Yet more Grand Theft Auto IV news today, only this time it’s not associated with tantalising advance media or rumoured downloadable content – but rather with the reception the latest edition of Rockstar’s contentious gaming series will receive in a legal sense when it arrives on April 29.
And, when we say ‘legal sense,’ we of course mean Miami-based lawyer and long-time videogame activist Jack Thompson who, it would appear, is preparing for yet another assault against the critically acclaimed sandbox franchise.
According to Game Politics, Thompson issued a notice at the tail end of last week outlining that "unspecified legal and political mayhem" awaits publisher Take-Two Interactive when Niko’s criminal adventures in Liberty City finally hit retailers across the globe.
While noting that Take-Two has enjoyed a 12 percent share boost on the back of GTA IV’s confirmed retail release date, Thompson warns that the market should also factor in "the downside risk coming Take-Two’s way with the sale of this "Mature" game to kids, which is a murder simulator for violence against women, cops, and innocent bystanders…"
In a move to continue his mission to prevent retailers – specifically those in the United States – from selling Grand Theft Auto IV to consumers below the age of seventeen (the ‘M for Mature’ threshold), Thompson says he will be "contacting state and federal officials" to prevent the improper sale of Grand Theft Auto IV by retailers as any such sales "violate state and federal fraudulent and deceptive trade practices statutes."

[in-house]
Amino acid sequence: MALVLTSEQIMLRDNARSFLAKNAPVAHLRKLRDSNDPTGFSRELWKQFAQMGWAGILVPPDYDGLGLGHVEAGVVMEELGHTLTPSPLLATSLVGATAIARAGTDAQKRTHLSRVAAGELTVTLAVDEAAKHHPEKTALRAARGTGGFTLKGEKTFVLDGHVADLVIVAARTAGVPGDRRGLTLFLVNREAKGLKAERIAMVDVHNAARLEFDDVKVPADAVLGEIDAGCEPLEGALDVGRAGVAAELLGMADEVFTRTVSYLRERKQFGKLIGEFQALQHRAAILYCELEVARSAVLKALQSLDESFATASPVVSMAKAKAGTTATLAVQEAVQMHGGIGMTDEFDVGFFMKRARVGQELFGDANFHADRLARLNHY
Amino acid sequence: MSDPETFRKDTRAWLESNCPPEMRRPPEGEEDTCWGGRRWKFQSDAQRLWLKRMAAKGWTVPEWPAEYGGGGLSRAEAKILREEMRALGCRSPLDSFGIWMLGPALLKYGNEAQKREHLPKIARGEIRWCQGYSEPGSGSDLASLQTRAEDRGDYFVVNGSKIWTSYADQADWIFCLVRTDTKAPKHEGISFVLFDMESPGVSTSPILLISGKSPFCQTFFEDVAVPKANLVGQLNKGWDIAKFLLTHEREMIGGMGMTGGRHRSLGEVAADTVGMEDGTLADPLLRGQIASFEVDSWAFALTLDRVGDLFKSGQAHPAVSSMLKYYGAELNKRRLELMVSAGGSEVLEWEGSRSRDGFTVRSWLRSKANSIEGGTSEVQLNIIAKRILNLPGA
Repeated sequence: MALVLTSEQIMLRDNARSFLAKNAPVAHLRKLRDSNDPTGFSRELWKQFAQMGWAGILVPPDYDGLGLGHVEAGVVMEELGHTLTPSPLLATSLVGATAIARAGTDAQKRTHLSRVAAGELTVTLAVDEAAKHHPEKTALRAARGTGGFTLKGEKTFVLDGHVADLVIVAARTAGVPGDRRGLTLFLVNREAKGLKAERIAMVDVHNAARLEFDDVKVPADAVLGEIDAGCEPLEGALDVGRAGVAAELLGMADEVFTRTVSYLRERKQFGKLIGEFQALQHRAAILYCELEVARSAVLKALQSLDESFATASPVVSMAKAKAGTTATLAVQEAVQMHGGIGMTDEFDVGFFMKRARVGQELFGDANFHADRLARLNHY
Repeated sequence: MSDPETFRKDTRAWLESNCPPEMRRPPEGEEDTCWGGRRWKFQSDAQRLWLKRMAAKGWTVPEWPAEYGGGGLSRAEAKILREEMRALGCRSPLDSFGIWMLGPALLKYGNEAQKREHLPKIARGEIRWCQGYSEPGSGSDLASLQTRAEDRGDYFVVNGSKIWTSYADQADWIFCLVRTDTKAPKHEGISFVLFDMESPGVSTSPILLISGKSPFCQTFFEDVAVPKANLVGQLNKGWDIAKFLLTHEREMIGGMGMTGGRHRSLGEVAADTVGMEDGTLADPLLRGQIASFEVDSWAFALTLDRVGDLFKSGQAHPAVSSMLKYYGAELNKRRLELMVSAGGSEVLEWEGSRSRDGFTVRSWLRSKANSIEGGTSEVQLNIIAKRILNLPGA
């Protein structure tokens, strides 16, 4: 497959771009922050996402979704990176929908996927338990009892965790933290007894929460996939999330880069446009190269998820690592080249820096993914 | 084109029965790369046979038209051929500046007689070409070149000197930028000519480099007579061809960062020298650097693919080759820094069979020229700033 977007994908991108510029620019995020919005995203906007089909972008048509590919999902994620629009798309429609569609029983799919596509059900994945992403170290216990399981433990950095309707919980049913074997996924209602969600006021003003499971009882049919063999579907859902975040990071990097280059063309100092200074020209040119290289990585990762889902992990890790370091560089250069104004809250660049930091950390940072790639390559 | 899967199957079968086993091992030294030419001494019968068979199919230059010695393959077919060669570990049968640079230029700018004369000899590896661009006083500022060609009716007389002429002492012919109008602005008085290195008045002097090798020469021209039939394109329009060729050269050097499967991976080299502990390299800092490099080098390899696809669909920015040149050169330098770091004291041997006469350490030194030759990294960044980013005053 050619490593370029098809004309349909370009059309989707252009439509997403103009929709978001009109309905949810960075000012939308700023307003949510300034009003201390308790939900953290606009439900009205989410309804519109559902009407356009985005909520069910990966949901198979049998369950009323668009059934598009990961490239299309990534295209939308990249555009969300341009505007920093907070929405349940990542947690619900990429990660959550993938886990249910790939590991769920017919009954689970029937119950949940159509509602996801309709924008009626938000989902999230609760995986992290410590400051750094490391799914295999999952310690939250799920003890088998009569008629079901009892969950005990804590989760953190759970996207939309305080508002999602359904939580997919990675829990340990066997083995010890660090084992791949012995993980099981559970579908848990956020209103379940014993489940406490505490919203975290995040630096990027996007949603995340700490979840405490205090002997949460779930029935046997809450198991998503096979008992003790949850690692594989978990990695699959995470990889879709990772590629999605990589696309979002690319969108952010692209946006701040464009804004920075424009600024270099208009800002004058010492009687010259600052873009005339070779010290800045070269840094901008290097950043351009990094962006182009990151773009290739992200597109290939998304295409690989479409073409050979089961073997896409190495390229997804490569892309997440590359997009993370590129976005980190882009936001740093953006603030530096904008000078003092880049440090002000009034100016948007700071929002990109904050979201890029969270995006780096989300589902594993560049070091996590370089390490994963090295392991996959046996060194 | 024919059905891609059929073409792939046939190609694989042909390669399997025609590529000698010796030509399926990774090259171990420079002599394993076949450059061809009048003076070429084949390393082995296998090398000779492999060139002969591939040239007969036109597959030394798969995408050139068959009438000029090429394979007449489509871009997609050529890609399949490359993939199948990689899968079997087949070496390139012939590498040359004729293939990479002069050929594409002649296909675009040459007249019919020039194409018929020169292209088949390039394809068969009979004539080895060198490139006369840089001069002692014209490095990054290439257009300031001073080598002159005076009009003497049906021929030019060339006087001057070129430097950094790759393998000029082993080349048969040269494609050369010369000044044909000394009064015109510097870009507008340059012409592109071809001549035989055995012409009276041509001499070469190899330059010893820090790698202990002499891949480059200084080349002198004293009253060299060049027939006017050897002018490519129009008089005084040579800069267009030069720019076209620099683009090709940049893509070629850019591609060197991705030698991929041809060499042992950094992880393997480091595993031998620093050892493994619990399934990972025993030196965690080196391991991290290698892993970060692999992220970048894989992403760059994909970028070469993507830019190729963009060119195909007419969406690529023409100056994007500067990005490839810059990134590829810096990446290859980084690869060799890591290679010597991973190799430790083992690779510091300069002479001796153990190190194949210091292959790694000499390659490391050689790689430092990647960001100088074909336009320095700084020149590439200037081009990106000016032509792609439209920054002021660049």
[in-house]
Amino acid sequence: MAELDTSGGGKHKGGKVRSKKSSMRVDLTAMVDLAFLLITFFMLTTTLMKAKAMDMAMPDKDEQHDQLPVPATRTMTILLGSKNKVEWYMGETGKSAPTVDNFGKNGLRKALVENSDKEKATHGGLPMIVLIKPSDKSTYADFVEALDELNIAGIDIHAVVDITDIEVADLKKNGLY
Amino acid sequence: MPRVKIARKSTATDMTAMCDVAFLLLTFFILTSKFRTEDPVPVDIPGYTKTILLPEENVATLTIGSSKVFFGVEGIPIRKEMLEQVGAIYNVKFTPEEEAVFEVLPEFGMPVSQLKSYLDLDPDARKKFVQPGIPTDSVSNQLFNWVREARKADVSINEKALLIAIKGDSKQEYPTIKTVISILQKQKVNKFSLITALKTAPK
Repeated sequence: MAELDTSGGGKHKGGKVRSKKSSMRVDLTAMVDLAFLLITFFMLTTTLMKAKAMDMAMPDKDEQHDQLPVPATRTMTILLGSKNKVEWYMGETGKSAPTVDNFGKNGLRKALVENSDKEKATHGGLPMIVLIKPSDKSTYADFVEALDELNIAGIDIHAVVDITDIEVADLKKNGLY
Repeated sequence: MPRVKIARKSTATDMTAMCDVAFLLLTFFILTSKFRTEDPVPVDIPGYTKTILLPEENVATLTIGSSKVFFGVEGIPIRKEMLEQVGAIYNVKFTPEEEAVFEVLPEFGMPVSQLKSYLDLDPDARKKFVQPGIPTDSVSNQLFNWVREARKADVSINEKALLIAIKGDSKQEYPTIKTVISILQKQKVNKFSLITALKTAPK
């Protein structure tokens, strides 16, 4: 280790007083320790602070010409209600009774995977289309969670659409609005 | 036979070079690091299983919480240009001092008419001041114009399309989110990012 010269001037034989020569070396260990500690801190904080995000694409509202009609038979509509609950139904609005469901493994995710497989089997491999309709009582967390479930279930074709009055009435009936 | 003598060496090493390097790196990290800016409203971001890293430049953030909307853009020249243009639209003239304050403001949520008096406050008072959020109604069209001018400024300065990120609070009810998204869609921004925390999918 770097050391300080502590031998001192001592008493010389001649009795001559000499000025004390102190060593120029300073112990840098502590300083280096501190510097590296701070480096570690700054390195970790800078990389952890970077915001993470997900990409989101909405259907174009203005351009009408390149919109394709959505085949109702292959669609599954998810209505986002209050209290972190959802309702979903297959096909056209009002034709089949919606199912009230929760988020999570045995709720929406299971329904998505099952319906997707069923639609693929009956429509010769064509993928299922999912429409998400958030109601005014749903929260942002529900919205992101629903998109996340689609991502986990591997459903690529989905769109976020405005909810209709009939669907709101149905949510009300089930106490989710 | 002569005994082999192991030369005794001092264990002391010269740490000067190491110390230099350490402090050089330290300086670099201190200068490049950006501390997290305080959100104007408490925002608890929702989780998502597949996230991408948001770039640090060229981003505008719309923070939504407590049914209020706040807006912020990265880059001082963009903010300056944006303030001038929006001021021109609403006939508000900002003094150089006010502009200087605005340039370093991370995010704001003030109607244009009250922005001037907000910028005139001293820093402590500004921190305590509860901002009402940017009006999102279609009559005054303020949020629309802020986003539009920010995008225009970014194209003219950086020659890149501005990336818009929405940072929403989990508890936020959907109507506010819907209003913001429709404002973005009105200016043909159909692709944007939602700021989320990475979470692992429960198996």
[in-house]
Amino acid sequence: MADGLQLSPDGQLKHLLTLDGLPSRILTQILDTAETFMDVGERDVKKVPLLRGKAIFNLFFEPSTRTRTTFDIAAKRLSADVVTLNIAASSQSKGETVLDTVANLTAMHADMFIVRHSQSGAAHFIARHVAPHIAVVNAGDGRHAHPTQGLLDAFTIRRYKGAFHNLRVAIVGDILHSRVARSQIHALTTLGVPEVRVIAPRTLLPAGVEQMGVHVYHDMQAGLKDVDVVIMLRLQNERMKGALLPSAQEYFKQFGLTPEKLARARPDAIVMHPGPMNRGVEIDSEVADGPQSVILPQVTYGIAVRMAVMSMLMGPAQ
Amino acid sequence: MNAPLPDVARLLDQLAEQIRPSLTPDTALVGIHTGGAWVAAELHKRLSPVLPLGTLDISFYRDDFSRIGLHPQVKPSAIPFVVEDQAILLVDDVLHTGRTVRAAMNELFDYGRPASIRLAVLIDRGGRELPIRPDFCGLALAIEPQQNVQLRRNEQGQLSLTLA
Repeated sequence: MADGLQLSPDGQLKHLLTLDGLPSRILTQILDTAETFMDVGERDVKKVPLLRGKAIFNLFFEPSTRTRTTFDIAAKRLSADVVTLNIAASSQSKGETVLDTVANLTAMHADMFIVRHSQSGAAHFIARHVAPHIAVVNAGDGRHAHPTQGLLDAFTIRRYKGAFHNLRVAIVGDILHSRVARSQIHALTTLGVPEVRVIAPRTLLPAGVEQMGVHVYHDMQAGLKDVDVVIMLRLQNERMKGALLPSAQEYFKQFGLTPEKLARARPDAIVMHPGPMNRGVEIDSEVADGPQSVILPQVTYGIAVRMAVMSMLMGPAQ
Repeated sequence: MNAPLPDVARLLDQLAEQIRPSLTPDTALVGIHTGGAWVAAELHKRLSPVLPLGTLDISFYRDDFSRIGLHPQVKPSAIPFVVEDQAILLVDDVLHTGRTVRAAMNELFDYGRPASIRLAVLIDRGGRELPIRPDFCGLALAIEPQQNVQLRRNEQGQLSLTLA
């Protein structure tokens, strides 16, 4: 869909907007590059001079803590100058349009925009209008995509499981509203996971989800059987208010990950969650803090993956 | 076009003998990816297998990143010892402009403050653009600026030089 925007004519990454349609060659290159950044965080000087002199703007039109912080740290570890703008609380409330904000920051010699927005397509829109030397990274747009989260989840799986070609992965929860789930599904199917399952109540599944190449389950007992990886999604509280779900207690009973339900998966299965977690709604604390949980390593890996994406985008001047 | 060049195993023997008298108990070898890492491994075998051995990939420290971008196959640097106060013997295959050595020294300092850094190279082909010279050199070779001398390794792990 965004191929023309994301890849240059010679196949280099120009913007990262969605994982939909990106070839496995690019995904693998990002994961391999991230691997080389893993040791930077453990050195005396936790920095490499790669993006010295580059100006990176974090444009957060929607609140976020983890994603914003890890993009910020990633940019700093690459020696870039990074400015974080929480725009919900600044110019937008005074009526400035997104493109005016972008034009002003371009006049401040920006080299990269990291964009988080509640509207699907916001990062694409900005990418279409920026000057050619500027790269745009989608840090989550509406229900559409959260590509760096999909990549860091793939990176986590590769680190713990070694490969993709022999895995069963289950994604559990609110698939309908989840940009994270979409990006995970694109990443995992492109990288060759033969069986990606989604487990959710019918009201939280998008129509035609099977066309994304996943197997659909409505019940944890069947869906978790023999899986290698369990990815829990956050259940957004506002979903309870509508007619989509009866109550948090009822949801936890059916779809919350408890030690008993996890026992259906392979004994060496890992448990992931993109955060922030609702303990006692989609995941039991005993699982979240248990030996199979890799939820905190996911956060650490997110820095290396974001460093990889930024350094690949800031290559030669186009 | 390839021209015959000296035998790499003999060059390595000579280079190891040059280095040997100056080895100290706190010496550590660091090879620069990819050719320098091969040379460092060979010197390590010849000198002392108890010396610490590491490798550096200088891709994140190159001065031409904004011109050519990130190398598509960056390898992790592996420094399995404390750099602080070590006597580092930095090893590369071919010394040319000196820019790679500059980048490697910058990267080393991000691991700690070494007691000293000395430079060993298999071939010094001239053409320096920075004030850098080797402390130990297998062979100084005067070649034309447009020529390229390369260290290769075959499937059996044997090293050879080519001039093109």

It’s interesting to note that Thompson’s latest drive against the Grand Theft Auto series focuses solely on the one mandate he always stands firmly behind while shooting in a variety of different directions – underage sales of videogame content clearly labelled for a mature audience. No screaming from the rooftops for Rockstar or Take-Two’s blood on this occasion, just a call for retailers to be held accountable for sales of violent videogames to children below the age of 17.
While Thompson’s recent Florida Bar trial (where he faces several charges of misconduct) has perhaps kept the controversial lawyer’s often venomous attentions elsewhere, underage sales is the one area of his relentless videogame campaigning where M&C Gaming thoroughly agrees with his standpoint.
Specifically, the ratings system utilised in the UK by the British Board of Film Classification (BBFC) holds retailers legally responsible for the sale of media to children below the ages of ‘15,’ and ‘18’. This applies to all forms of media, be it videogames, music, or DVDs.
However, the US ratings system provided by the Entertainment Software Ratings Board (ESRB) and printed on the packaging of videogames remains but a guideline for retailers, who, while tasked with asking for ID from consumers, are not held legally responsible for any underage sales – something Thompson has always sought to change.
Source: Monster & Critics